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Don’t Be Tricked by These 4 Claims When Shopping for Chocolate This Christmas

The winter Holiday season is that time of the year where chocolate companies, from family-owned businesses to corporations, make a great chunk of their yearly income.

It’s a much-anticipated time for all chocolate brands, that get ready months in advance to satisfy the increased demand with special releases, gift sets, Christmas collections, and limited-edition products. Also, consumers around the world evoke their inner chocoholic more than ever this time of the year: more hot chocolate sipped next to the Christmas tree, more sweet treats to keep around the house for guests, more boxes of bonbons gifted, and a bigger inclination to indulge. But while we shop frenetically for chocolate, the opportunities to be misled by deceiving marketing claims increase too.

We are in such a hurry during the holiday season that we might not pay attention to what we are actually purchasing, and believe in a quick look at the packaging instead of taking a few moments to reflect: “Is what I am purchasing worth the money? Is this product as high quality as it claims to be? Am I being misled somehow?”.

Here are 4 claims that you should always question when shopping for chocolate, especially during this holiday season:

what big chocolate doesnt want you to know about chocolate

1.  Artisanal/Handmade

These words evoke in us positive feelings: a product that has been made with love and care by the hands of a passionate professional that values quality over quantity. But let’s use our brains here: how can a brand that sells billions of products in thousands of stores around the world use artisanal methods? Simple, it doesn’t.

Perhaps the claim was left there when the company was founded (like “Handmade in Belgium since 1876”), or it is an intentional marketing technique to evoke the positive feelings connected to these words, when reality couldn’t be more different. Nowadays a brand needs to prove its “artisanality”: visit their website, check their Social Media, and realize for yourself the real scale of the brand you are looking at.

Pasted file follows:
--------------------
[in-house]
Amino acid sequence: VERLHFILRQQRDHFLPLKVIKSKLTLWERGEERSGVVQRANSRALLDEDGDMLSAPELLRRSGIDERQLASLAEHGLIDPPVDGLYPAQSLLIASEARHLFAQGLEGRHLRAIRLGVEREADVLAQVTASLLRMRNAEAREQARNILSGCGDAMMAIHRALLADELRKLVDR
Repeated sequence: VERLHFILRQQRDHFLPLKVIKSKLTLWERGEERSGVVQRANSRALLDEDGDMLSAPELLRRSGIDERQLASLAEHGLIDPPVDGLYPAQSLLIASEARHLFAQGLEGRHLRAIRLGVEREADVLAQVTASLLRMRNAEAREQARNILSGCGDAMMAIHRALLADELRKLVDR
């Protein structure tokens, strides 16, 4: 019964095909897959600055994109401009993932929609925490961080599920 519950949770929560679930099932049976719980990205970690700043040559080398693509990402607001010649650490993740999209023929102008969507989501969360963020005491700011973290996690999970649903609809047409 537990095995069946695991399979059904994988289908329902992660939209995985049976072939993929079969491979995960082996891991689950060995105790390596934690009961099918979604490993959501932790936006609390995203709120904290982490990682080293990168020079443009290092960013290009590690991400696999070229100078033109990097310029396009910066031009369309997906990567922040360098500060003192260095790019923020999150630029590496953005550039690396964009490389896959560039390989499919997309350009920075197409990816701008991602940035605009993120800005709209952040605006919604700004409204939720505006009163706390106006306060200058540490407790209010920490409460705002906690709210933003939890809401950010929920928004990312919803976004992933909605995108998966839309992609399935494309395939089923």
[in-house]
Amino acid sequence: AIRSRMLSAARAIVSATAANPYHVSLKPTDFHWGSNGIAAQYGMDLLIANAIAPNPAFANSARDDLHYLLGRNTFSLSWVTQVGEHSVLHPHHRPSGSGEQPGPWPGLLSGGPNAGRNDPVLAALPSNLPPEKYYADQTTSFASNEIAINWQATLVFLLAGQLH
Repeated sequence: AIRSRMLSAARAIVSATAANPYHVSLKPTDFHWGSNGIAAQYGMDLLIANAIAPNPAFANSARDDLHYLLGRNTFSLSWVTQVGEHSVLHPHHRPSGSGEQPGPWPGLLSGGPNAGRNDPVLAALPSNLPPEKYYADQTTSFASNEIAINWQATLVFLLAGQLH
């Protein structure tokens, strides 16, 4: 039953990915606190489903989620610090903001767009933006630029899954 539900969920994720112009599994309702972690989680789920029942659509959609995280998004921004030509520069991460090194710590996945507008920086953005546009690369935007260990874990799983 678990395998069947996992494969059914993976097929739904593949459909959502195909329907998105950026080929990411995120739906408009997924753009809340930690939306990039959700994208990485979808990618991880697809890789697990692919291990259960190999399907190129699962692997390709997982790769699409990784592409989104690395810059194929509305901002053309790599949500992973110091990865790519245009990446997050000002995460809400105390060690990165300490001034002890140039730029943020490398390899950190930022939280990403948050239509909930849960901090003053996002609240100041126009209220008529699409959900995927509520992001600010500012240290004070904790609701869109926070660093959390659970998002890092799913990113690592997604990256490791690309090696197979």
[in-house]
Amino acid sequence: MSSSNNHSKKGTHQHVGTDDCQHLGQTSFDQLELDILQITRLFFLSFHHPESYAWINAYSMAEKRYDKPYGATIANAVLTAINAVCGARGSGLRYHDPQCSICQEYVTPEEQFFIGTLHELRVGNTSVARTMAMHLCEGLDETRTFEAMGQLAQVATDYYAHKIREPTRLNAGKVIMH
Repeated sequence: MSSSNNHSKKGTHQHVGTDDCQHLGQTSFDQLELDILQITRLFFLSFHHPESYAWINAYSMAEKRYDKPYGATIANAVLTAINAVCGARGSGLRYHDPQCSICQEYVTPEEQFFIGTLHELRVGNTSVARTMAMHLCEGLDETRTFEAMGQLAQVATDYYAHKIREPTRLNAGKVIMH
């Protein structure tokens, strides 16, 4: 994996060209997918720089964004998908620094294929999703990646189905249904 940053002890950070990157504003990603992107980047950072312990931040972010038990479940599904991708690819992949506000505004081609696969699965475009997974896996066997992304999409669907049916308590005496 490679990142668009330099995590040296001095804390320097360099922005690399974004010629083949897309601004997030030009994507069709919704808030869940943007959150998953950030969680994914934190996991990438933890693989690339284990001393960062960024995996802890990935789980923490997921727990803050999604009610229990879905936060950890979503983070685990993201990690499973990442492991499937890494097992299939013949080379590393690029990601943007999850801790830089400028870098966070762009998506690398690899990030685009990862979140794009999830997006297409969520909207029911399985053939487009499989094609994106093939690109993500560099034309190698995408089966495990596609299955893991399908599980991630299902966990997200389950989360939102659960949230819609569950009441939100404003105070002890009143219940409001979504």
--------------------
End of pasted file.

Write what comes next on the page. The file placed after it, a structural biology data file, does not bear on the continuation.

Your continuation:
the truth about chocolate

2. Premium/Excellence/Selection

It’s funny how big companies set the lowest possible standards for chocolate with their everyday products just to create Premium, Excellence or Selection lines with the false illusion of offering better alternatives. When a chocolate bar costs $1 and is made with the cheapest possible ingredients, anything that is slightly better can then be part of an exclusive line.

But this doesn’t mean that the “premium” line is anything special or worth purchasing since the comparison is set on such low-quality standards. This is another marketing technique to make consumers spend more money on the premium/excellence/selection products, especially during the holidays when we look for special chocolate to gift.

Don’t believe these claims, but always check for other cues of quality such as the ingredients list, the price and the overall assortment of the company.